Charles and Henry Greene, born 1868 and 1870, spent their early lives on their mother’s family farm in West Virginia while their father attended medical school. When the family moved to St Louis, their father, now a holistic doctor, enrolled them in a revolutionary metal and woodworking program, offering training in both hand and mind. The family living quarters were cramped and not well ventilated, prompting their father to encourage them to be in the fresh air as much as possible, enjoying the outdoors, as they had on the farm. This connection to nature would have a profound impact on their later work, displayed by their use of warm organic materials such as wood, stone, glass, and the play of light and shadow.
Seeing the aptitude his sons showed in their craft at school, their father urged them to study architecture. They enrolled in a 2 year program at MIT in Boston, where they grudgingly studied traditional classic styles, hoping to gain apprenticeships upon graduating.
In the meantime, in 1893, their parents had moved west to Pasadena, and urged Charles and Henry to follow. This trip was the first of two journeys that would prove to be life changing for Charles and Henry Greene. While in Chicago, in the midst of the emerging Arts and Crafts Movement, they stopped to see the World’s Exhibition, which included examples of Japanese architecture. The themes they saw there would eventually become part of their signature style: fine woodworking and joinery, prominent gables and eaves, and design that would emphasize, rather than hide, the structure of the building.
Upon arriving in California, in 1894, armed with a new perspective, and combined with the inspiration of wide open space and sunshine they valued so much, they embarked on their venture to establish Greene and Greene. “California, with its climate, so wonderful in possibility, is only beginning to be dreamed of, hardly thought of yet.” Their progress was slow going at first, and the constraints of clients who had traditional tastes became a frustration. With a few lucky first breaks, and the ability to promote their unique blend of craftsmanship and design they were able to secure projects which would showcase their talent and philosophy.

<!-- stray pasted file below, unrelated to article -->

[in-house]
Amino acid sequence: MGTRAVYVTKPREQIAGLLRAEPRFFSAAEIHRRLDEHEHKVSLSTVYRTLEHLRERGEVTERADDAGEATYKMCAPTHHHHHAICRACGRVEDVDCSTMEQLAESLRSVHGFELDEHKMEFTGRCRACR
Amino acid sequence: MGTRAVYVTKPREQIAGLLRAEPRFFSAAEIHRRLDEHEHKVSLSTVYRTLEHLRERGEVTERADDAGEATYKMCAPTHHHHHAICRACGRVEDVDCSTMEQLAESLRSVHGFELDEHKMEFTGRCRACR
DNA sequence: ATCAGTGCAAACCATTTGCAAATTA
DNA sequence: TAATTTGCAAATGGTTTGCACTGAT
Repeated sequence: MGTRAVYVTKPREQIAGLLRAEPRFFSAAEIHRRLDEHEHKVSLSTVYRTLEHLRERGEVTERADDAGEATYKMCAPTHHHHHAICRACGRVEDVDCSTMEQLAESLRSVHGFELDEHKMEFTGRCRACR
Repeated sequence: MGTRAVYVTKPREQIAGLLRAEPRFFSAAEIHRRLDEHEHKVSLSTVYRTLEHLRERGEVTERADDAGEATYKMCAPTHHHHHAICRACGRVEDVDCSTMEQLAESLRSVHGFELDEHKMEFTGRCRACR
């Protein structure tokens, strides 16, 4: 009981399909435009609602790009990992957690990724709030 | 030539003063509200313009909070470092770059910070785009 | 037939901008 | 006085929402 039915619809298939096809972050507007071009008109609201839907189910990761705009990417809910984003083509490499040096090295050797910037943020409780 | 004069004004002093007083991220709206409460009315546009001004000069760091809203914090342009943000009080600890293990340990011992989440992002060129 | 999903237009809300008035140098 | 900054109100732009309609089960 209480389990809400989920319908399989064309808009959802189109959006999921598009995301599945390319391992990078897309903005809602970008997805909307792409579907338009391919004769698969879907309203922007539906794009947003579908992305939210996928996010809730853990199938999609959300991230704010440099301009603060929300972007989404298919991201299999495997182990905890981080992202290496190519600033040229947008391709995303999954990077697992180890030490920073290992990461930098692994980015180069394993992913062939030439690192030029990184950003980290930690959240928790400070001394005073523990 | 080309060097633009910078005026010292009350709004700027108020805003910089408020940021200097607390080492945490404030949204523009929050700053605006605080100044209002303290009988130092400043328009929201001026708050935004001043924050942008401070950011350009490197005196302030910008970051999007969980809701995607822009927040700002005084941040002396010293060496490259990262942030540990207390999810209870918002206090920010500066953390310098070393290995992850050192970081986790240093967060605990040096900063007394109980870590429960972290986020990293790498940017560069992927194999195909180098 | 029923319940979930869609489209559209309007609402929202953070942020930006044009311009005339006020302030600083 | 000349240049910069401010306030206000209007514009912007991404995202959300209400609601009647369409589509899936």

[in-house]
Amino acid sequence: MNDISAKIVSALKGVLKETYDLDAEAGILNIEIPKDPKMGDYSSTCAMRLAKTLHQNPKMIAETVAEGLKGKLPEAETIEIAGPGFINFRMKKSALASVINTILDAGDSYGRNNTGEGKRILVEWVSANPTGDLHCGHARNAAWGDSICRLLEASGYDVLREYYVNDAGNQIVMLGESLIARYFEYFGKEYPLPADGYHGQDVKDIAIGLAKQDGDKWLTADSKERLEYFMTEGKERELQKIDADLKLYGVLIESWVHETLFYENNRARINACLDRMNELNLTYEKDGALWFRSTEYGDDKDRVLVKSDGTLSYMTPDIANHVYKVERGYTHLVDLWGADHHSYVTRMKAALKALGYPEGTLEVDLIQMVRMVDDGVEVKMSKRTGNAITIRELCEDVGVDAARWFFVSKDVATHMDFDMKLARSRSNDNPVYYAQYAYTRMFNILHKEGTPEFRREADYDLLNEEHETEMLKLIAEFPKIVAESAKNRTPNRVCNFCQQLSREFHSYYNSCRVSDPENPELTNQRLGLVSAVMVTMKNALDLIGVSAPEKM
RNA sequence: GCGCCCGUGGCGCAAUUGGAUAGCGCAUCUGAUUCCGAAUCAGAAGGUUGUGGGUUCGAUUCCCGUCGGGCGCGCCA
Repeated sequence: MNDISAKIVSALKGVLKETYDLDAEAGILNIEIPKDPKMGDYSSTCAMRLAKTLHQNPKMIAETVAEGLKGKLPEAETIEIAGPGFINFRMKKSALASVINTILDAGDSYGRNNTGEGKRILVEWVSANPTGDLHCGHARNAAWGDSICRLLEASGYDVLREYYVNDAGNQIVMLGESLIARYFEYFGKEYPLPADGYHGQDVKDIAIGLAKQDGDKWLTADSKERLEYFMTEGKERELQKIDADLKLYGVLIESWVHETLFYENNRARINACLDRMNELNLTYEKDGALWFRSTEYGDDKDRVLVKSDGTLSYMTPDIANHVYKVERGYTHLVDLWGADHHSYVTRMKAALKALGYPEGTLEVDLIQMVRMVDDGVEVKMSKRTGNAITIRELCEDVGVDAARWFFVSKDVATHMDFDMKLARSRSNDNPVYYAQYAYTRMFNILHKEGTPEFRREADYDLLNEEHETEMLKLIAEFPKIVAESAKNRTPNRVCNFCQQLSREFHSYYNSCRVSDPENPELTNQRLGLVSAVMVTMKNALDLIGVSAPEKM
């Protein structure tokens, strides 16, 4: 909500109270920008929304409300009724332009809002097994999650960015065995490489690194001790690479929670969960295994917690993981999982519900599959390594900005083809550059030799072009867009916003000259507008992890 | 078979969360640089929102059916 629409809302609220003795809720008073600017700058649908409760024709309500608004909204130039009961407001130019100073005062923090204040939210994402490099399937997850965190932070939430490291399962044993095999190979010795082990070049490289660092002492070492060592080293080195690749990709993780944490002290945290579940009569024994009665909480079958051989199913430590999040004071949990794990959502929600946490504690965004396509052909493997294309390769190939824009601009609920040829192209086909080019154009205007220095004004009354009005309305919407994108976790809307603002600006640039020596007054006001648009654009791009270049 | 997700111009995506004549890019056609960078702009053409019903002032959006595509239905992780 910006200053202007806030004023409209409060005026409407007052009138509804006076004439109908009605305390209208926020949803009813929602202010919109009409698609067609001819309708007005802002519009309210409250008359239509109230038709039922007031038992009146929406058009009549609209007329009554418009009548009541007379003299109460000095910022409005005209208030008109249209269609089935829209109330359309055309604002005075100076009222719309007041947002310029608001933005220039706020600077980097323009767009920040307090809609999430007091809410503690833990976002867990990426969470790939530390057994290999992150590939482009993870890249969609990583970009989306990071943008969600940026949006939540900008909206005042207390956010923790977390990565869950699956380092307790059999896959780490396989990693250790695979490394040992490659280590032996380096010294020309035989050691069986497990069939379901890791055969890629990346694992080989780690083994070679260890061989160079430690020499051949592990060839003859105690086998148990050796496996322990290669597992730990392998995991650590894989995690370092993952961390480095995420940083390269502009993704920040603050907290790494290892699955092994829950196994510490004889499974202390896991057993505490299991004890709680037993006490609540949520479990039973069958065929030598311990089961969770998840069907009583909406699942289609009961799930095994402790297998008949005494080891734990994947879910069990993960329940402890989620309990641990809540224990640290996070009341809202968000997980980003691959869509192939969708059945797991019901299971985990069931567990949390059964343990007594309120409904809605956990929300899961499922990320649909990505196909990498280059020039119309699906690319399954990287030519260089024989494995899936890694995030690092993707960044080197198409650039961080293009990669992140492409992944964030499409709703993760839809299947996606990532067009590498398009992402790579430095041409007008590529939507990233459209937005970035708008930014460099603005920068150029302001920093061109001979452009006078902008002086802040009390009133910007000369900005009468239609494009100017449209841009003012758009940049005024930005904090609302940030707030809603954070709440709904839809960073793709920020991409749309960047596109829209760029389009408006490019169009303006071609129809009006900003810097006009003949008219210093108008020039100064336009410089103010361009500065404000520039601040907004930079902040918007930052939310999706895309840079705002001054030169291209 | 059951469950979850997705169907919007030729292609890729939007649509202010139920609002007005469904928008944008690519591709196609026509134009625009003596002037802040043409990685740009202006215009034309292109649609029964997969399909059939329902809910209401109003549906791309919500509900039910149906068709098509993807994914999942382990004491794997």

Another trip which would prove to be life changing was the one made by Charles Greene to his new wife Alice’s former home in England and Scotland. It was during this trip that he became enthralled with the thriving Arts and Crafts Movement in Britain. Here he saw the full spectrum of artistic design and expression, and was inspired by traditional elements of British architecture, including exposed beams and leaded windows, which became prominent features in his future work.
Greene and Greene worked almost exclusively on residences, “bungalows” they called them, feeling that the entire project should resonate in a harmonious way; from the overall structure, to the built-in details of cabinetry and seating, to the leaded windows, courtyards… even fabrics and accessories. Like Frank Lloyd Wright and Gustave Stickley, both part of the growing Arts and Crafts Movement in America, the Greenes established themselves as proponents of designing complete environments.
In 1908, this philosophy led David Gamble, of Proctor and Gamble, to ask them to design the “ultimate bungalow” in Pasadena. The Gamble House is thought to be an American masterpiece, listed as a National Historic Landmark, and is the finest, most elaborate example of the Craftsman School of design. It showcases the full range of technique they would bring to their many residential projects: fine woodworking, exposed interlocking joinery, inlaid tiles, intricate window treatments, sweeping terraces and garden spaces, native stone walls and water features, all sensuously arranged in various complimentary tones, with intricate plays of light and shadows throughout. The Gamble House receives 30,000 visitors a year, and the other fine examples of the work of this period, the Thorsen and Blacker Houses, draw many admirers of Greene and Greene design, along with the many smaller, more modest bungalows to be found in the Pasadena area and beyond.